Birds of the Milford Track
By Nick Allen
For a track that traverses a wide range in altitude most bush bird species that can be encountered along the Milford Track largely stay surprisingly constant. The Rifleman is New Zealand’s smallest bird, only 7-9 cm from beak tip to tail tip. It’s high-pitched calls are often inaudible to older people and it flits among lower vegetation or climbs up and along moss-covered tree branches in search of insects and spiders. Kaka are also found throughout the length of the track and are large bush parrots with a variety of grating and liquid calls. Tomtits are small robins that often perch half way up tree trunks waiting for an insect to move. The black and white males are very striking. Bellbirds and Tui are both nectar feeders with pleasant songs. The Bellbird has bell-like and fluty notes in its song, the Tui is more of an improvisor and can’t resist adding clicks and wheezes to its repertoire. Blue Ducks, a blue-grey duck with a leathery beak appendage, found mostly on swift-flowing rivers is found on the Clinton River, Roaring Burn and Arthur River. There is apparently a reasonable population due to long-term trapping of their main predator the stoat, but they are difficult to see as they mostly feed at the ends of the day and good views of the rivers are few and far between. The Weka is a streaky, brown flightless rail that looks like a kiwi, but without the long beak. It is an opportunistic thief and it is a good idea not to leave food or anything shiny around as they will be carried off into the densest part of the bush in seconds. Spacing calls ‘weka, weka, weka…’ are uttered, especially around dusk so the birds know where their neighbours are. The calls are the opposite way round to the otherwise similar male kiwi calls.
The forest on the east side of the pass is dryer and has a lesser diversity of plants compared to the west. This lack of diversity has probably made life more difficult for rats and other predators as Robins and Yellow-crowned Parakeets are found up the Clinton Valley in fair numbers, but not in the western valleys. The Robin is grey and white, though has a similar stance and mannerisms to the European Robin with its red breast that is seen on Christmas cards. It has a beautiful loud song that sometimes lasts for 30 minutes non-stop in late winter and spring. The parakeet is bright green, shining in the sun, though difficult to see among the leaves in the forest canopy, its favourite part of the forest.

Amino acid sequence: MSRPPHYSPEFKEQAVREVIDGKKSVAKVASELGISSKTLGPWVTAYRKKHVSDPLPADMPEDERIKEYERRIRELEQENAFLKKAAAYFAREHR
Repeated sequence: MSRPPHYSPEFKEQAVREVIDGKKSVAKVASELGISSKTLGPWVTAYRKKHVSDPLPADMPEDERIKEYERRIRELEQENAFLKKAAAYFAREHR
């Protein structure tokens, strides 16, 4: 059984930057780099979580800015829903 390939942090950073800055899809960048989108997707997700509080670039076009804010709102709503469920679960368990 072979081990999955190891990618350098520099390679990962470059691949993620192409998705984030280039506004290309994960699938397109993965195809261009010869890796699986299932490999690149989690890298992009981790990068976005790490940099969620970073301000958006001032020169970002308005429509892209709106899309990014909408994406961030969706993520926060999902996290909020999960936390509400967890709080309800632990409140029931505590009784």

Where the forest starts to thin to more alpine species, and in the alpine areas of scrub, grass and rock Kea are often seen playing in the turbulent air currents around cliffs, their red underwings contrasting with the bottle green of the rest of their plumage. The only hut we saw them at was Mintaro, where someone unfortunately left a white sock out on the veranda and the mischievous bird thought it was in heaven. Other birds only encountered in the alpine zone were the Pipit, a brown bird with a long constantly-wagged tail, and Rock Wren, a close cousin of the Rifleman with a similarly high-pitched call of three notes that lives in the alpine plant gardens and jumbles of rock.
At night kiwi were heard calling at both Clinton and Mintaro Huts. These were the Southern Brown Kiwi. The male has a shrill call, the female a gravelly rasping call. Long-tailed Cuckoos also called as they flew around at night in search of mates. They have a strange screaming ‘wheeesht’ call that is not at all what you would expect from a bird. In the daytime they search out the nest of Brown Creepers. In this area they would also have searched out Yellowheads, but they became locally extinct many years ago. Long-tailed Cuckoos are migratory, arriving in the South Island in early November and departing in February. Their range when not in New Zealand is on islands in the tropical Pacific from Palau in Micronesia to Henderson Island in the Pitcairn archipelago.
The main place waterbirds were seen was on Lake Ada, a few kilometres from the end of the track at Milford Sound. Here there were Black Swans, Mallard hybrids, New Zealand Scaup (a blackish diving duck) and one Brown Teal. Brown Teal were introduced to this area from the North Island maybe 10 years ago in an attempt to reintroduce the species to the South Island. The species had died out a few years before in the South Island, and its last refuge was Fiordland. Brown teals are a small chocolate brown duck, the females entirely so, the male sporting a greenish head. The rarest species of duck in mainland New Zealand they mostly feed at night and like dense marshland or forest cover in the daytime in which to hide. The one bird I saw was resting on a bank of the lake, which is a habit they exhibit in the North Island.